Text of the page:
Occupancy detection

Low circulation areas often consume energy unnecessarily. Conversely, a pre-programmed system shuts down lighting at preset times, without consideration of after hours workers. Occupancy detection eliminates both of these issues, by providing light when and where it is required.

Energy management systems

Energy management systems, such as Dynalite, utilise distributed processing architecture, interconnecting various devices over a network to form a complete control solution. Command and status information passes to all devices over the network and integrates with HVAC, BMS, security, fire and other systems. In most cases, network components operate autonomously and simply respond to or issue messages relating to their configuration. The broadcast event-based network ensures alterations or additions can be made after installation, without having to reconfigure or rewire the entire system.

'Smart' sensors such as photo-electric (PE) and motion detectors respond dynamically to time-based and environmental factors. PE detection is used in daylight harvesting. Motion detection can perform different routines according to time of day. During office hours, sensors might dim workstations by 20% when occupants have been gone for five minutes. After hours, the same sensors would switch workspaces off, or keep them and their associated egress paths illuminated if occupants are working late. Gradual closure after all movement has ceased ensures energy isn't wasted after their departure.

Ballast controllers can be installed in switchboards to control fluorescent and incandescent lighting fitted with electronic dimmable ballasts or transformers.

Time clocks store events like time of day, sunrise, sunset or specific dates, to advise devices of non-standard time issues such as public holidays, so local intelligent devices can modify their behaviour patterns.

Most offices have banks of switches near their main entry. Usually the first person arriving switches them all on and the last to leave forgets to turn them off. A better solution is a single prominent entry panel comprising two buttons: 'Day' which notifies the system that someone is in the office, illuminating corridors and amenities and changes device behaviour to suit normal working day requirements; and 'Night' which enables the last person to activate an orderly lighting shutdown when they leave. If neglected, a hibernation sequence is activated.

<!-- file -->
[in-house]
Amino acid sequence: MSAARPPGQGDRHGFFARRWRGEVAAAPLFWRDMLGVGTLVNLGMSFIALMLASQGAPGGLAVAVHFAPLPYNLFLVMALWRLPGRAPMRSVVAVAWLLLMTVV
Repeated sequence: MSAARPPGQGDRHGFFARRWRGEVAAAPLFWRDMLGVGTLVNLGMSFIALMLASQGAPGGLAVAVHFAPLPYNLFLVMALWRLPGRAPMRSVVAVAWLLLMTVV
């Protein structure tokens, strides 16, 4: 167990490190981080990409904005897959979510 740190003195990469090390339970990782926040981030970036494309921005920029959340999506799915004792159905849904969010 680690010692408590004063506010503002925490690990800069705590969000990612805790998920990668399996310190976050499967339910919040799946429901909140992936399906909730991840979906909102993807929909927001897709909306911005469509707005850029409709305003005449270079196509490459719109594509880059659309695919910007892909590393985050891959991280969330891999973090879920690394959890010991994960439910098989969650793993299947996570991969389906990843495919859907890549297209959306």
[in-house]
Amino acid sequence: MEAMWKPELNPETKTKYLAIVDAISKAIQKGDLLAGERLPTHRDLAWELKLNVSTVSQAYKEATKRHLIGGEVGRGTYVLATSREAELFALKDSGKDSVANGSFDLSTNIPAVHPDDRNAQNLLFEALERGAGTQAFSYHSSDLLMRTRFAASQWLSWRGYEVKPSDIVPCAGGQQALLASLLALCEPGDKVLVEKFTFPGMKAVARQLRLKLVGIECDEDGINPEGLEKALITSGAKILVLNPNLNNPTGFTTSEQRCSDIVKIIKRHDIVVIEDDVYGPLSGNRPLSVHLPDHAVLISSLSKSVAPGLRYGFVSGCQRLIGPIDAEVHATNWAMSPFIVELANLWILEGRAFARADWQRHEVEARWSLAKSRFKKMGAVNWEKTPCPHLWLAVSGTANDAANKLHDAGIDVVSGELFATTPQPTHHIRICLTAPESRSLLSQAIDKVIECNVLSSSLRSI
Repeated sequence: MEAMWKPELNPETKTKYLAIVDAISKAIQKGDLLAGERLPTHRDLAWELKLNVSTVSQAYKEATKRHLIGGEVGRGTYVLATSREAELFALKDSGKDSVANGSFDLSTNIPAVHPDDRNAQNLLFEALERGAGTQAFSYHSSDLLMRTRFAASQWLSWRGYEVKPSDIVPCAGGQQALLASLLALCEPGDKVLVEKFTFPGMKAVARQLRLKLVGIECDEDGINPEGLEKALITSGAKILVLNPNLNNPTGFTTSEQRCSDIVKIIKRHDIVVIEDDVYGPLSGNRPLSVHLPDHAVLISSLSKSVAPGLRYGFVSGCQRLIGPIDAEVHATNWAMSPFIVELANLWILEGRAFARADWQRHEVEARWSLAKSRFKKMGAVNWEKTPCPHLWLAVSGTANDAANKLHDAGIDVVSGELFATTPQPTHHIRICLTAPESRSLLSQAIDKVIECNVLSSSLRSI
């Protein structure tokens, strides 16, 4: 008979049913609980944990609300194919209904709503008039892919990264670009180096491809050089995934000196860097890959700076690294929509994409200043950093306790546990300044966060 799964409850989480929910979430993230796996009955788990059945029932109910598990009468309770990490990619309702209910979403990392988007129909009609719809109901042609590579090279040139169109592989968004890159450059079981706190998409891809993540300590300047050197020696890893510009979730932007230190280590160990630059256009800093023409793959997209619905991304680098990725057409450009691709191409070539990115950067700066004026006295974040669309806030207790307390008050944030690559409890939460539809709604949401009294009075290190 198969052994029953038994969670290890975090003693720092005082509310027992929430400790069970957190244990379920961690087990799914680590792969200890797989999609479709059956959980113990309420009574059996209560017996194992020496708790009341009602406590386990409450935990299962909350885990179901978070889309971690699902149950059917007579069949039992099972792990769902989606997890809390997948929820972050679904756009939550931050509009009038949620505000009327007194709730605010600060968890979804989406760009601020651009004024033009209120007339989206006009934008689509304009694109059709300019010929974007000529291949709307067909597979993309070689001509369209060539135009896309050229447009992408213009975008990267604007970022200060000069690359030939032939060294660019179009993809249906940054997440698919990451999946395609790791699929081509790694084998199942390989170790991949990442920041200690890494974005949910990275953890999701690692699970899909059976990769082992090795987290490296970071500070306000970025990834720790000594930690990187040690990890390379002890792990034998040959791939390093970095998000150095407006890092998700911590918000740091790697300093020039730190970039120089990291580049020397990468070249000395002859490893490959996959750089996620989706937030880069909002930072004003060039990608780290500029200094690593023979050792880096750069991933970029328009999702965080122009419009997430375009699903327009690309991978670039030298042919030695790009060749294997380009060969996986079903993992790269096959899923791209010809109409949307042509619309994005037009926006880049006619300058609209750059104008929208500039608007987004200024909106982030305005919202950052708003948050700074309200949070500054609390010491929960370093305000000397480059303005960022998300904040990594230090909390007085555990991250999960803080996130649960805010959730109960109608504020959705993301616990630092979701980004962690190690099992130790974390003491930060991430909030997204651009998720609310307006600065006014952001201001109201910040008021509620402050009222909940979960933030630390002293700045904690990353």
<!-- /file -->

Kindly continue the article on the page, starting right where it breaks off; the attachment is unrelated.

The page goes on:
The savings

Dramatically different energy usage can be achieved by implementing strategies such as these, reflected on a facility's bottom line.

Issues Strategies
Unnecessary lighting used outside normal hours Switch off or dim to limit usage with occupancy sensors, dimming and time control.
Deterioration of light fittings Optimise light output with luminaire efficiency upgrade.
Excessive lighting design to allow for partitions, lamp ageing and dirt accumulation Illuminance-based design with grid relocation, de-lamping, dimming and occupancy sensors.
Sunlight/artificial light balance sensitive to occupants Daylight harvesting using PE sensors, occupancy sensors and dimming.
After hours activity After hours workers detected and given illuminance and automatic closure on departure.
Life-cycle operating costs Programmed lamp maintenance and replacement.
User input Globally set functions overridden as required by users through local or web browser control.
Status reporting System monitoring of individual fixtures for trends and early detection of component failure.
Inter-system communication HVAC, BMS and security can send/receive commands to/from lighting zones through central control.
Low utilisation areas (store rooms, amenities) Occupancy sensors and time control.
Tariff sensitive control Respond to changing energy costs and maximum demand constraints through central control.